Classic BCG Insights

Ideas about business strategy come in and out of fashion, but many BCG insights have endured over the years. The BCG insights featured in this collection set out foundational principles that leaders continue to rely on, particularly in times of volatility and uncertainty.

BCG Classics Revisited

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2013

BCG Classics Revisited: The Experience Curve

The experience curve theory still holds, particularly in specific industries. But to succeed in today’s environment, many companies need to develop an additional kind of experience.

Explore the Collection of Classic BCG Insights

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1968

The Experience Curve

One of the most well-known BCG insights, Bruce Henderson’s hallmark concept illustrates the direct relationship of costs to accumulated production experience.

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1976

The Rule of Three and Four

A stable competitive market never has more than three significant competitors, the largest of which has no more than four times the market share of the smallest.

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1990

Jazz vs. Symphony

John Clarkeson wrote that the winning organization of the future will look more like a collection of jazz ensembles than a symphony orchestra. The future is here.

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1981

The Concept of Strategy

An example of timeless BCG thought leadership, this piece explains why companies need to absorb the fast-changing lessons of strategic thinking to survive and thrive.

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1988

The Time Paradigm

How to deliver the most value for the lowest cost in the least amount of time? George Stalk identified the three tasks you must accomplish to become a time-based competitor.

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1973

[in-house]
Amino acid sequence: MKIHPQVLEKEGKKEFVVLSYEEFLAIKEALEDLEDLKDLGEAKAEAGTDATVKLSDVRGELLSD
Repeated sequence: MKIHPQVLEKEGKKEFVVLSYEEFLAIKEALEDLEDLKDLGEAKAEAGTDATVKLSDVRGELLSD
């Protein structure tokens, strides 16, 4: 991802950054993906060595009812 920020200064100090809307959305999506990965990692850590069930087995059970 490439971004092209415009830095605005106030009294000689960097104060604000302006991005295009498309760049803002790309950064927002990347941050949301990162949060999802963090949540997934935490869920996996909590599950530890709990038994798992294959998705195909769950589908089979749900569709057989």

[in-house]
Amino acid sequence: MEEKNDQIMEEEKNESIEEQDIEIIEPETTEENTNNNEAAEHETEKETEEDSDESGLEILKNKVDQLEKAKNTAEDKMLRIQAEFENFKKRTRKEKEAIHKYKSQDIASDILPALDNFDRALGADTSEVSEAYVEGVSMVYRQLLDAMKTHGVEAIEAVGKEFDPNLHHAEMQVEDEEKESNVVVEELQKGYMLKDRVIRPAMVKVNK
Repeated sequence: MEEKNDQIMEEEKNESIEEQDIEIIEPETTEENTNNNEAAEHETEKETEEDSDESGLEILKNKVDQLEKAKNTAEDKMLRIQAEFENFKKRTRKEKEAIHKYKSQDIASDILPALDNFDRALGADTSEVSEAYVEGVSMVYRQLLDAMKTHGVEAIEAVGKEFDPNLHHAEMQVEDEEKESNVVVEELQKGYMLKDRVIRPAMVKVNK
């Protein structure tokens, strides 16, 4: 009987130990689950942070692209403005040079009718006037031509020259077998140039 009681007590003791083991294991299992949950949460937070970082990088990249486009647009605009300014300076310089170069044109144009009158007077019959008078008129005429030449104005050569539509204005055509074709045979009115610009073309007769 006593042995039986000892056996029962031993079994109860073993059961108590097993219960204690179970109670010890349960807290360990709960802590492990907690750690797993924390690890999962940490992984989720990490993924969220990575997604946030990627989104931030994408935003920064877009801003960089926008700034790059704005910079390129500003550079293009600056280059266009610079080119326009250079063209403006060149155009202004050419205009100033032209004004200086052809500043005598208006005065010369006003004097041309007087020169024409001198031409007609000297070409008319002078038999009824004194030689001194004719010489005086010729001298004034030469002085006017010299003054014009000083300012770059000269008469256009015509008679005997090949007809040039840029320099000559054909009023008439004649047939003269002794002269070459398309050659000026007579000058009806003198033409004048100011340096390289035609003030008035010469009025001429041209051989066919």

The Experience Curve—Reviewed (Part II)

Bruce Henderson posited that the more experience a business had in producing a product, the lower it would cost to produce it. Read Henderson on the “experience curve.”

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1968

Why Change Is So Difficult

Bruce Henderson, the founder of BCG, wrote that all organizations must adapt or die. So why are the forces of corporate culture so set against change?

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1970

The Product Portfolio

Only companies with a balanced portfolio of products—as reflected in BCG's growth share matrix—can use their strengths to truly capitalize on growth opportunities.

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2006

The Kindness of Strangers

The lighter-weight business models enabled by Web 2.0 pose threats and present opportunities to traditional players.

The Corporate Portfolio
1977

The Corporate Portfolio

A diversified portfolio enables a company to operate on a higher level of complexity. Instead of developing a family of products, it is able to develop a family of businesses.

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1989

Network Organizations

One of our classic BCG insights explains why managers in network organizations have to empower their people and learn to live with less control.

2007

Center and Periphery

Strategy requires established players at the center to make regular visits to outsiders on the periphery, where modest investments can produce huge payoffs.

1980

Strategic and Natural Competition

Strategic competition holds the promise of a quantum increase in productivity and the ability to control and expand a company’s potential.

2002

Leading in Emotional Times

Companies managed by leaders who can connect emotionally to their employees, suppliers, and customers will emerge vastly stronger from these tumultuous times.